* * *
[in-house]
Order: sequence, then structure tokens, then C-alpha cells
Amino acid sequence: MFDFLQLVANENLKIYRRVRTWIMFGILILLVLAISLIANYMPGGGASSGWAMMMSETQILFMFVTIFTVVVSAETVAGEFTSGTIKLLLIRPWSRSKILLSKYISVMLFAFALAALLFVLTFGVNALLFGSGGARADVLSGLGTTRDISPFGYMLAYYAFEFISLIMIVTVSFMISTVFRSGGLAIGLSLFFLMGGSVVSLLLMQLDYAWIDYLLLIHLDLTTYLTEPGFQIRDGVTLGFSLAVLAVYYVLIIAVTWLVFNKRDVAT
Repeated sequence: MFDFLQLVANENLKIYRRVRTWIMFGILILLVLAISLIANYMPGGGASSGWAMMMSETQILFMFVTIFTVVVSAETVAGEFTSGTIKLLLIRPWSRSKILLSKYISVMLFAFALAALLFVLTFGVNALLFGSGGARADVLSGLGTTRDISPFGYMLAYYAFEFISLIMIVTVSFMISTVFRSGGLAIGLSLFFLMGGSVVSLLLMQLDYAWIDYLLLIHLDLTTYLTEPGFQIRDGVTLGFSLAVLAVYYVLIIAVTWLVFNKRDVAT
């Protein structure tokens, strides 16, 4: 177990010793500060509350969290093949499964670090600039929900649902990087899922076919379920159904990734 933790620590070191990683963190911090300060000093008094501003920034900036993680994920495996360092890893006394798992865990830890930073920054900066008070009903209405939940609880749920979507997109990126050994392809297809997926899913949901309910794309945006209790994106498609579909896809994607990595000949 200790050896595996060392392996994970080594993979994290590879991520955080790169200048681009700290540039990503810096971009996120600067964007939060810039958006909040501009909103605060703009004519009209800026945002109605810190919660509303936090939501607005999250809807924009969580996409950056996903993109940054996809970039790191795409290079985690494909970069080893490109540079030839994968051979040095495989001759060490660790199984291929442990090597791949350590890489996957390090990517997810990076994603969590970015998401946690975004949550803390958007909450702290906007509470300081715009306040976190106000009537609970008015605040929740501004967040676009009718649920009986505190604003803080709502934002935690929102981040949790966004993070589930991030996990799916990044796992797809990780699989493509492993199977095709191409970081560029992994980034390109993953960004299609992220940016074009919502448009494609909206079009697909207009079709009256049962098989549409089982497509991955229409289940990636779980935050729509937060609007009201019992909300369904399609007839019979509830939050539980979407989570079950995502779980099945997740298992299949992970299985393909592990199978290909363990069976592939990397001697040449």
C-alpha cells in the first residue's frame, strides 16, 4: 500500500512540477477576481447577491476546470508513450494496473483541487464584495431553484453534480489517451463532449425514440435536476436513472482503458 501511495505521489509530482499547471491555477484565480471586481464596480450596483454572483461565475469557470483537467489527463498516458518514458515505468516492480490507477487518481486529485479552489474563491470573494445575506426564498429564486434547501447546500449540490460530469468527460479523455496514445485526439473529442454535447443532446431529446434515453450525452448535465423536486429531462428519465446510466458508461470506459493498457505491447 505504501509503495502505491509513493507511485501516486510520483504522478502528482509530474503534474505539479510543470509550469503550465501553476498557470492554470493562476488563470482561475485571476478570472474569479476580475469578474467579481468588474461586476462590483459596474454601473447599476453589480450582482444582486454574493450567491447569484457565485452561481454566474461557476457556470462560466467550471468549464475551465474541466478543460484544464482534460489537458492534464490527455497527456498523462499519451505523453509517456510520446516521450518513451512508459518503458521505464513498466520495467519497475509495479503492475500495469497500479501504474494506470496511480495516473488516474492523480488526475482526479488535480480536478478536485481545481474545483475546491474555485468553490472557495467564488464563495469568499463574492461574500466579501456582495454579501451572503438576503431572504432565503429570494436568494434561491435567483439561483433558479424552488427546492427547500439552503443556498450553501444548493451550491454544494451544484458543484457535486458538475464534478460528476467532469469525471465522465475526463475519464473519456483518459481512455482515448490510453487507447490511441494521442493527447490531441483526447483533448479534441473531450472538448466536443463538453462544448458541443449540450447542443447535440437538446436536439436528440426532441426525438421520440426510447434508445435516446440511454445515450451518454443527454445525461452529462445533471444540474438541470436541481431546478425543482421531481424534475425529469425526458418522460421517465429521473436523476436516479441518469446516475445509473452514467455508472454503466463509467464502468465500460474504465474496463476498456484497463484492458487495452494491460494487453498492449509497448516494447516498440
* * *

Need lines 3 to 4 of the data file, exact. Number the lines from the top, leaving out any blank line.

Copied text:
Amino acid sequence: MFDFLQLVANENLKIYRRVRTWIMFGILILLVLAISLIANYMPGGGASSGWAMMMSETQILFMFVTIFTVVVSAETVAGEFTSGTIKLLLIRPWSRSKILLSKYISVMLFAFALAALLFVLTFGVNALLFGSGGARADVLSGLGTTRDISPFGYMLAYYAFEFISLIMIVTVSFMISTVFRSGGLAIGLSLFFLMGGSVVSLLLMQLDYAWIDYLLLIHLDLTTYLTEPGFQIRDGVTLGFSLAVLAVYYVLIIAVTWLVFNKRDVAT
Repeated sequence: MFDFLQLVANENLKIYRRVRTWIMFGILILLVLAISLIANYMPGGGASSGWAMMMSETQILFMFVTIFTVVVSAETVAGEFTSGTIKLLLIRPWSRSKILLSKYISVMLFAFALAALLFVLTFGVNALLFGSGGARADVLSGLGTTRDISPFGYMLAYYAFEFISLIMIVTVSFMISTVFRSGGLAIGLSLFFLMGGSVVSLLLMQLDYAWIDYLLLIHLDLTTYLTEPGFQIRDGVTLGFSLAVLAVYYVLIIAVTWLVFNKRDVAT